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What’s In A Name?

While reading, I ran across an archeologist named Oded Lipschitz.  I think it would be great fun to go through life named Oded Lipschitz.

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They Went There

This morning on “Morning Joe” Joe and Mika and their buddies actually discussed out loud whether Trump is mentally ill. Admittedly they had plenty of evidence, including Trump’s saying that Andrew Jackson should have prevented the Civil War. (If only, I add, Jackson hadn’t died sixteen years before the war began).

But that remark can be chalked up to Trump’s ignorance of history, as he is of much else. Less easy to dismiss is the rambling syntax and broken sentences that increasingly mark Trump’s language.

 

Signs of Science

I went to Flagstaff’s March for Science today.  It was a lovely day, the crowd was cheerful, and there were great signs.  Here are some of the more unique or entertaining ones on display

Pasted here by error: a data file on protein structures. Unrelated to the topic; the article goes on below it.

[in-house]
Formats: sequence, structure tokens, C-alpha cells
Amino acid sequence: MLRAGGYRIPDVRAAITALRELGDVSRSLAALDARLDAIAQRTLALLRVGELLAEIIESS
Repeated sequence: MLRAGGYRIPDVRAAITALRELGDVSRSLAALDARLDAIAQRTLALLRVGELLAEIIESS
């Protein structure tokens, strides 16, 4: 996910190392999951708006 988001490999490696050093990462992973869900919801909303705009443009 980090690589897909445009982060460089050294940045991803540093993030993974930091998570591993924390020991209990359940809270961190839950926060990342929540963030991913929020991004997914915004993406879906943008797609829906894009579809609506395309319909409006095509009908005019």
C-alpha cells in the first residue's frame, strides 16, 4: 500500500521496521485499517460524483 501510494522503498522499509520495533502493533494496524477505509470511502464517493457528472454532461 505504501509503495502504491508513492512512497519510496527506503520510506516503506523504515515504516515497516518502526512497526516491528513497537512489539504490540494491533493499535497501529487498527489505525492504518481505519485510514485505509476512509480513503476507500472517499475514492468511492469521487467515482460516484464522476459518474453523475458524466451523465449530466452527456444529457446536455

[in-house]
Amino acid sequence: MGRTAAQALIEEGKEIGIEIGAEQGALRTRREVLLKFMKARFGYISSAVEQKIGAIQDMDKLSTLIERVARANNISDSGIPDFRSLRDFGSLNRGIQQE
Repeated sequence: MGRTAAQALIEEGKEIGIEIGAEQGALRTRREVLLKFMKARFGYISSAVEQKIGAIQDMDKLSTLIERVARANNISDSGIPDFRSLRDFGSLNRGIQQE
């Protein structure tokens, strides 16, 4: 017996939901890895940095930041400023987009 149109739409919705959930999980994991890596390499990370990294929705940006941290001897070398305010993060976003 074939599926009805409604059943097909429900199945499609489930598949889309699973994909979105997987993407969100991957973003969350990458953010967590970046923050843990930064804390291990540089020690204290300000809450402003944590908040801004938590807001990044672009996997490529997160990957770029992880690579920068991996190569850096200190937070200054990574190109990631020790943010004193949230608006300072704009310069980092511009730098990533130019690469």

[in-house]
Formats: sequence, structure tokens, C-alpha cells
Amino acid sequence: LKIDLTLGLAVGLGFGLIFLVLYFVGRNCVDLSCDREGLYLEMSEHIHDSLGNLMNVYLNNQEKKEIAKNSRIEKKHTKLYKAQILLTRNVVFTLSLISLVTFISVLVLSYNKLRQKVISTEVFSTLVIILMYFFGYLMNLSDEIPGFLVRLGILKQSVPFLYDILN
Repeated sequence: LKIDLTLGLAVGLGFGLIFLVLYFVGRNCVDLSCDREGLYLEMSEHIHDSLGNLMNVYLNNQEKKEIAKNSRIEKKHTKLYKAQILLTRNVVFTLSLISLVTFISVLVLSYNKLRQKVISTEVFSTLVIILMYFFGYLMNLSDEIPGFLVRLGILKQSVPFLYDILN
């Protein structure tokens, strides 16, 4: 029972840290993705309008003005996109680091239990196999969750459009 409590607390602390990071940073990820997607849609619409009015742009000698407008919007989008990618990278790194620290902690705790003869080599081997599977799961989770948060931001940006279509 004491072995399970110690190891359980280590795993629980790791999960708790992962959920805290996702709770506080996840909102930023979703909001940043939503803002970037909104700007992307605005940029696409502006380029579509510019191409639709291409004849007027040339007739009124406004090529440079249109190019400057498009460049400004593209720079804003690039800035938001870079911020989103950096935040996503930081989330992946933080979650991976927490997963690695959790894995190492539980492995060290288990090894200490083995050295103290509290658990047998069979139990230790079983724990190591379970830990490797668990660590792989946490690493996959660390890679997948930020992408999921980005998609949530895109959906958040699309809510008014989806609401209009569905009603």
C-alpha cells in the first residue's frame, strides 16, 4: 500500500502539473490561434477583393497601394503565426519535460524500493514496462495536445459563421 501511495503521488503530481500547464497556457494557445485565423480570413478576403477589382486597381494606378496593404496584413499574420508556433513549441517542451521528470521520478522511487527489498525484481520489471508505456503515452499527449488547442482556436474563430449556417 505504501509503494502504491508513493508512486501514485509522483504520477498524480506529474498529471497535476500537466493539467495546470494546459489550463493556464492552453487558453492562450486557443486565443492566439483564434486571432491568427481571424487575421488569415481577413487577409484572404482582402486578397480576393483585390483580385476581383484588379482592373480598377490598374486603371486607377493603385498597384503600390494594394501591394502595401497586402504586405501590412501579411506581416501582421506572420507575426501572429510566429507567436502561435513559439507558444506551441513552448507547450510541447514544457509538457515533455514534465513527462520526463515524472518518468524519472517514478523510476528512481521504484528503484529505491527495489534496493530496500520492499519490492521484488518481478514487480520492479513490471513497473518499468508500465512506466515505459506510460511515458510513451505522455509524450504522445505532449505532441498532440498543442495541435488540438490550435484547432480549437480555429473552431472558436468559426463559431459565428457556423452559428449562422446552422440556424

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I like her t-shirt!

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One for you, Doc!

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I empathized with this guy

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Cool headgear was on hand as well

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And some VERY cool headgear.  No introvert issues here.

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The March – um, stroll – got underway from Thorpe Park…

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…and went down Aspen St to City Hall.

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There, politicians and scientists spoke, and folks cheered cheerfully in response to good lines.

Being Flagstaff, there was plenty of this going on

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And being a fine day, some of this as well.

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Altogether, Flagstaff put on a fine and fun event.

 

 

Desert Blooms

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Saw the first saguaro bloom in my back yard this morning. Nothing as rich as the one in this photo, but it’s a start. Usually the flowers wait until May to bloom. This bodes well for ground water levels for this summer, at least. And for the next couple of weeks, the drive up into Black Canyon will be a photographer’s dream.

So far, though, the mighty saguaros have been outdone by the Palo Verde trees that have put on a colorful show all over southern Arizona this spring.